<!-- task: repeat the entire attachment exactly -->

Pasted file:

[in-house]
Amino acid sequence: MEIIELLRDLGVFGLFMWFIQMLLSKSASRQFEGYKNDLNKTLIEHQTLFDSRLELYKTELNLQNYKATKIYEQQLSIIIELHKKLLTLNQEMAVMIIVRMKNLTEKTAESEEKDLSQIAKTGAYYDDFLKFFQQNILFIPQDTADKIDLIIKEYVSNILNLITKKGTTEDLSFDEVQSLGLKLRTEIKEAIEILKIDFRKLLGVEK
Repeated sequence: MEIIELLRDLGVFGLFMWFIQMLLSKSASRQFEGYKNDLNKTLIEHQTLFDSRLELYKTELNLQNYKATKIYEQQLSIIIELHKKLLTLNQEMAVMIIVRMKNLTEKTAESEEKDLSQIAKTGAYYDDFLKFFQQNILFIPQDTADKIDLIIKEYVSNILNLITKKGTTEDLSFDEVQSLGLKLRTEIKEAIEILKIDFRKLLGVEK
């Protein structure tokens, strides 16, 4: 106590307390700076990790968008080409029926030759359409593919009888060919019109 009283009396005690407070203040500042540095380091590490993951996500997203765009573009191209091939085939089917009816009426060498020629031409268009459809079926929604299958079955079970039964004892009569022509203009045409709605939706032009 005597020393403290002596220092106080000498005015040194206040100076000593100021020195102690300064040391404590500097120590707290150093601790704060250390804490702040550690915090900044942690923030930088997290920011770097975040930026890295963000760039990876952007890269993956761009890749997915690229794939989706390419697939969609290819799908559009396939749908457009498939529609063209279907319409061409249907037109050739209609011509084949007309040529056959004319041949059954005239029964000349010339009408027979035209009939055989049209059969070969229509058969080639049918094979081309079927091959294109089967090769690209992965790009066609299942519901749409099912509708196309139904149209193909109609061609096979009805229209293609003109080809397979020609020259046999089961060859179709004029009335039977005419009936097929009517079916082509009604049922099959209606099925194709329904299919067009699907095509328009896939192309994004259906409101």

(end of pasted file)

[in-house]
Amino acid sequence: MEIIELLRDLGVFGLFMWFIQMLLSKSASRQFEGYKNDLNKTLIEHQTLFDSRLELYKTELNLQNYKATKIYEQQLSIIIELHKKLLTLNQEMAVMIIVRMKNLTEKTAESEEKDLSQIAKTGAYYDDFLKFFQQNILFIPQDTADKIDLIIKEYVSNILNLITKKGTTEDLSFDEVQSLGLKLRTEIKEAIEILKIDFRKLLGVEK
Repeated sequence: MEIIELLRDLGVFGLFMWFIQMLLSKSASRQFEGYKNDLNKTLIEHQTLFDSRLELYKTELNLQNYKATKIYEQQLSIIIELHKKLLTLNQEMAVMIIVRMKNLTEKTAESEEKDLSQIAKTGAYYDDFLKFFQQNILFIPQDTADKIDLIIKEYVSNILNLITKKGTTEDLSFDEVQSLGLKLRTEIKEAIEILKIDFRKLLGVEK
């Protein structure tokens, strides 16, 4: 106590307390700076990790968008080409029926030759359409593919009888060919019109 009283009396005690407070203040500042540095380091590490993951996500997203765009573009191209091939085939089917009816009426060498020629031409268009459809079926929604299958079955079970039964004892009569022509203009045409709605939706032009 005597020393403290002596220092106080000498005015040194206040100076000593100021020195102690300064040391404590500097120590707290150093601790704060250390804490702040550690915090900044942690923030930088997290920011770097975040930026890295963000760039990876952007890269993956761009890749997915690229794939989706390419697939969609290819799908559009396939749908457009498939529609063209279907319409061409249907037109050739209609011509084949007309040529056959004319041949059954005239029964000349010339009408027979035209009939055989049209059969070969229509058969080639049918094979081309079927091959294109089967090769690209992965790009066609299942519901749409099912509708196309139904149209193909109609061609096979009805229209293609003109080809397979020609020259046999089961060859179709004029009335039977005419009936097929009517079916082509009604049922099959209606099925194709329904299919067009699907095509328009896939192309994004259906409101």